Cambodian lawyers have hit out at an officer from the Finance Ministry’s tax department after he compared them to cows in a post on Facebook.
The comments followed a government seminar on tax obligations for lawyers on Thursday, attended by more than 200 lawyers at the Bar Association headquarters in Phnom Penh.
During the seminar, several lawyers raised their hands and made comments to a government officer over the issue of lawyers paying tax, which turned into a verbal argument.
Later that day, Vann Puthipol, deputy director-general of the Taxation Department, posted on Facebook to say his superiors had assigned him to herd a group of cows back into their stable.
He said most of the cows had gone into their stable without making a fuss, apart from three – a black and white cow, a brown cow, and a cow with uneven horns.
“Those cows wanted to kick me. Let me ask you all, should those three have their noses pierced with a ring and be hit with a cattle prod?” Mr Puthipol asked on his Facebook page.
The post went viral and lawyers across the country claimed it was an insult to their dignity.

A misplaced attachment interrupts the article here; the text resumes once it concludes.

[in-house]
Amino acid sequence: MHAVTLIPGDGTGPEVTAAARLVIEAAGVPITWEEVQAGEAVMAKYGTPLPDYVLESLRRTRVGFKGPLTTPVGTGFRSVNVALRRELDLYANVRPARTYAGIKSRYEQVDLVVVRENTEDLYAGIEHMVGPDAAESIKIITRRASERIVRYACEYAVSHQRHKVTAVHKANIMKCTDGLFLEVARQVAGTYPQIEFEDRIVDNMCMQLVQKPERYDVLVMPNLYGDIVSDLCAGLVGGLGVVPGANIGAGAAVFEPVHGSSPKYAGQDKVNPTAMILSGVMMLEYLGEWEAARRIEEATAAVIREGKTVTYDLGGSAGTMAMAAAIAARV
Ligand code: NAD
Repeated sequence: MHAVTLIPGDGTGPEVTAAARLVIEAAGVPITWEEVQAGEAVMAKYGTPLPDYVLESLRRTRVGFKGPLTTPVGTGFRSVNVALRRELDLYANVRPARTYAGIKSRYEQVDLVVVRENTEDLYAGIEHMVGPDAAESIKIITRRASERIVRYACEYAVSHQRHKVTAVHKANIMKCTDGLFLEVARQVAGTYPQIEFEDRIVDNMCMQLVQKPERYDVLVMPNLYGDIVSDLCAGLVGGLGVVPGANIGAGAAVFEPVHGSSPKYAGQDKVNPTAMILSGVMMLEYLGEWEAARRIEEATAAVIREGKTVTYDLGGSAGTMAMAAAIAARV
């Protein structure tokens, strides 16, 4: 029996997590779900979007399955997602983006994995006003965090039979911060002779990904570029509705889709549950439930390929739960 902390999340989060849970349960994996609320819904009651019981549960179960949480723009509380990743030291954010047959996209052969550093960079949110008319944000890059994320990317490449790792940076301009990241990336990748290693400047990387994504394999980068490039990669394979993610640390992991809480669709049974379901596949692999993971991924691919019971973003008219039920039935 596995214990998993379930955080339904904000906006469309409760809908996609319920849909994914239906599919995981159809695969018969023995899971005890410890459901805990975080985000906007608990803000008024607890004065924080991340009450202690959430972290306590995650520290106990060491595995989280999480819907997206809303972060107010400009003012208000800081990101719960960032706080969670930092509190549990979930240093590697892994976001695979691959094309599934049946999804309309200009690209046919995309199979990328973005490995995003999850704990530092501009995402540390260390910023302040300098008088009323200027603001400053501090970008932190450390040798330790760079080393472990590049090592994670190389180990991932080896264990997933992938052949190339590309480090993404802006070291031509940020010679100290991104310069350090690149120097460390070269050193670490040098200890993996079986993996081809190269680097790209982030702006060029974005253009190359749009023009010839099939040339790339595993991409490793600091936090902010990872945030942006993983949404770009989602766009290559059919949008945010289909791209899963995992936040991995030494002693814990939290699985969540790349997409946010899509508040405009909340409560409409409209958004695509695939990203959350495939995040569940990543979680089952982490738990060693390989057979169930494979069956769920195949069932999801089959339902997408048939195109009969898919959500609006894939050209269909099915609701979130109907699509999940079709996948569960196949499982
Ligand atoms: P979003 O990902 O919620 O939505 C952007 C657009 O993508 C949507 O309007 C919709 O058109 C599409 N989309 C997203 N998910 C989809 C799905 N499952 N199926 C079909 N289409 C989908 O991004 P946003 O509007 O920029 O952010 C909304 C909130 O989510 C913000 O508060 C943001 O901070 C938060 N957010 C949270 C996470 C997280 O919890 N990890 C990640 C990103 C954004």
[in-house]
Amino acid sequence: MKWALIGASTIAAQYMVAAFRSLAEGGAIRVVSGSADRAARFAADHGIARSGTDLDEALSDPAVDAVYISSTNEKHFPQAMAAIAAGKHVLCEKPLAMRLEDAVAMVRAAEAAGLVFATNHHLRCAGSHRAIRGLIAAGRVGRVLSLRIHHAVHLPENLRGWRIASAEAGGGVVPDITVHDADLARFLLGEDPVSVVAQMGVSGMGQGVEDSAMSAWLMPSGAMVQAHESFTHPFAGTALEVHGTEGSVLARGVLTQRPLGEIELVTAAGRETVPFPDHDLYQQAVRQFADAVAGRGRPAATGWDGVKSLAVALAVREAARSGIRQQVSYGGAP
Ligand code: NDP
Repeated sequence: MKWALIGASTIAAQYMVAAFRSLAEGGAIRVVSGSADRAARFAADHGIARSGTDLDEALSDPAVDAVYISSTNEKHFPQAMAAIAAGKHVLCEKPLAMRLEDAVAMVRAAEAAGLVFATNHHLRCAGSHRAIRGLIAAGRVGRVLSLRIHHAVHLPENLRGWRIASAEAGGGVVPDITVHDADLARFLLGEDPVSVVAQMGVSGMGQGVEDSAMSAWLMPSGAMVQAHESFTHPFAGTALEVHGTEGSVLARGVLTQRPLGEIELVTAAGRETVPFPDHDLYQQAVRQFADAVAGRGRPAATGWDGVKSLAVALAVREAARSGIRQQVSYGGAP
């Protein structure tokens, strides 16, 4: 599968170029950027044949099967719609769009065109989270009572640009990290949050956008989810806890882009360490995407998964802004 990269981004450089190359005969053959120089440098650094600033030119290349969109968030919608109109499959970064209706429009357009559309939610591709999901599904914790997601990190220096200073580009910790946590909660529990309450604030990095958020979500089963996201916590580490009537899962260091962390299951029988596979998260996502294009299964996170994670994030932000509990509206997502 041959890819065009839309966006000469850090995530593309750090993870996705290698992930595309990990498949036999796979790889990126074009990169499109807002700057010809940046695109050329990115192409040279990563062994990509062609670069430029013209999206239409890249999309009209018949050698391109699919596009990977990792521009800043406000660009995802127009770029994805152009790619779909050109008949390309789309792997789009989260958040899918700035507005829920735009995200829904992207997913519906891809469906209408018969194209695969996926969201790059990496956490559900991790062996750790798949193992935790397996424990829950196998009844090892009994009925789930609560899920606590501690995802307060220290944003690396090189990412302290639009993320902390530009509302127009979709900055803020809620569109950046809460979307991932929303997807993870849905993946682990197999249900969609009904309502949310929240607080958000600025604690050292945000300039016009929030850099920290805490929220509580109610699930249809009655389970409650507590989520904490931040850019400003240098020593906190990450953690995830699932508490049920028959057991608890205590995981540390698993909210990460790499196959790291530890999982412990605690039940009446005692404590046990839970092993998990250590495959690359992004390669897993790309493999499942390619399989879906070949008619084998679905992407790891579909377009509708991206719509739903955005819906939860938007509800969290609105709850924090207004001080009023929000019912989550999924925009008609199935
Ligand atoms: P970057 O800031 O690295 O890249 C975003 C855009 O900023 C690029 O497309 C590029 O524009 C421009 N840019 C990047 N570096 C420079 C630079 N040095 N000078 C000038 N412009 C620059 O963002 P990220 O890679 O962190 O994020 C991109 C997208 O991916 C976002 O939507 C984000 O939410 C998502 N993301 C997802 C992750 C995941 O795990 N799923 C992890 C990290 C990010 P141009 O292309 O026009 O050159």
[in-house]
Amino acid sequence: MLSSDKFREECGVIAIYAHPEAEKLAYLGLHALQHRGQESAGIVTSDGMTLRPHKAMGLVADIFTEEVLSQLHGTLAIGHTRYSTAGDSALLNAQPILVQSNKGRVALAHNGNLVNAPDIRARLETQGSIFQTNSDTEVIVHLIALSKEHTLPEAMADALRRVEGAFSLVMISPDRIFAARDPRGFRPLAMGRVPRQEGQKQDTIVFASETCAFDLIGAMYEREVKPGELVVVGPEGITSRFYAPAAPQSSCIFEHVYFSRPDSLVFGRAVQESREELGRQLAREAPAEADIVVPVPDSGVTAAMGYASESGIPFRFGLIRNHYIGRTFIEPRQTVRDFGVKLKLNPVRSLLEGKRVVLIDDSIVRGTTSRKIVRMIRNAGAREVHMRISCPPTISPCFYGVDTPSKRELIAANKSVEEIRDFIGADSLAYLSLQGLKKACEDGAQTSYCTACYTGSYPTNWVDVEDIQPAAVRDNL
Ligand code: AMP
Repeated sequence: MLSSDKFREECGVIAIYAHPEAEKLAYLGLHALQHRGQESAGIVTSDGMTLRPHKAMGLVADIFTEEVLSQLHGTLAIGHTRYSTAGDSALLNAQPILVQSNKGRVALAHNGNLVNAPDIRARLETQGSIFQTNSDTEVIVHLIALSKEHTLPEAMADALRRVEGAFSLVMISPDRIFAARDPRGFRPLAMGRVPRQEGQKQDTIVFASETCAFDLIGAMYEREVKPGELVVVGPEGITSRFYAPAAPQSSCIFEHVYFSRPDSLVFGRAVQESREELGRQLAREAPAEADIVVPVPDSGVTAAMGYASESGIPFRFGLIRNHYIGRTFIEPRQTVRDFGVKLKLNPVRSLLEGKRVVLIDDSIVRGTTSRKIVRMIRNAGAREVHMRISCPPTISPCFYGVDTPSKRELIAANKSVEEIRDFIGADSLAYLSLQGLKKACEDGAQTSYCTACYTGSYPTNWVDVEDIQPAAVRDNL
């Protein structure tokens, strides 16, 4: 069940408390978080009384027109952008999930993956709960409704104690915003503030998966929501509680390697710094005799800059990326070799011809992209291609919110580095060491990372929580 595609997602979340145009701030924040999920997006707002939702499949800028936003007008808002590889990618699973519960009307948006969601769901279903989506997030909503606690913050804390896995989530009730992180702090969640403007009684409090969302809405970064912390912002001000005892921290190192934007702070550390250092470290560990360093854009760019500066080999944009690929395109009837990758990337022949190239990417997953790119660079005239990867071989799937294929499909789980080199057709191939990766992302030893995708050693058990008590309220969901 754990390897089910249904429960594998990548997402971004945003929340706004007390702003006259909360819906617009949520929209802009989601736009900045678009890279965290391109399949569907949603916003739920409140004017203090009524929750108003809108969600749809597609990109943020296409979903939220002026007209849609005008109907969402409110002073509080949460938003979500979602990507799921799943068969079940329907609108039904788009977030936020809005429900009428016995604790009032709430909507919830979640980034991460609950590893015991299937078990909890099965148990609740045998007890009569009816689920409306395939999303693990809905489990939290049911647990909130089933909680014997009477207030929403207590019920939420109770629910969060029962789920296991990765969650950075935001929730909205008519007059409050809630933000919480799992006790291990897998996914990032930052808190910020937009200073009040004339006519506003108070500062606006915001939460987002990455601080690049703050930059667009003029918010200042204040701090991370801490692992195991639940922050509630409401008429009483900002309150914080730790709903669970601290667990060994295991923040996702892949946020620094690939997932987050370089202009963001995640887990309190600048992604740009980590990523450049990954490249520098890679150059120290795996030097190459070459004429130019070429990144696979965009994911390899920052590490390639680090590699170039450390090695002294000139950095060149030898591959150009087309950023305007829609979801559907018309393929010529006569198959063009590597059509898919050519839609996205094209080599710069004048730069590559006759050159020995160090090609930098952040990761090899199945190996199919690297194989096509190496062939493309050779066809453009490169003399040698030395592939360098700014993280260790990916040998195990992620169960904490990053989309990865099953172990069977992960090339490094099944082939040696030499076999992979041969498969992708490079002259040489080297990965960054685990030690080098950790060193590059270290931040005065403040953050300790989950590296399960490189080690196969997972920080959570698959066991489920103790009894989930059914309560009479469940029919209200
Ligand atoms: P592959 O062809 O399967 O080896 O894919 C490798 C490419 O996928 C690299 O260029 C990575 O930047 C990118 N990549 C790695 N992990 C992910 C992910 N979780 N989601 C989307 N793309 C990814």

After the backlash, Mr Puthipol wrote on Facebook to say the post was a misunderstanding and was not about lawyers but about officials who work with him.
Lawyer Ly Chantola rejected Mr Puthipol’s assertion that the Facebook post was not aimed at his profession.
“What he posted on his Facebook was apparently to target lawyers who made comments that made him emotional during the seminar,” he said.
Mr Chantola said he had filed a complaint with Phnom Penh Municipal Court over the insults.
“We filed a complaint with the court regarding his Facebook post comparing us with animals. We consider it as a serious insult to lawyers, who are learned and knowledgeable persons. It affects lawyers throughout the country,” he said.
He added that Mr Puthipol could be fined up to $2,500 if he is convicted of insulting lawyers.
An official from tax department who declined to be named said most local lawyers do not pay their taxes, since the majority of payments received from the sector come from lawyers of foreign nationalities.
He said the government needs tax revenue from lawyers to develop the country, while those in the legal profession have a moral duty to pay tax according to the law.
“I wish law firms and legal offices would pay the proper tax to the government,” the official said.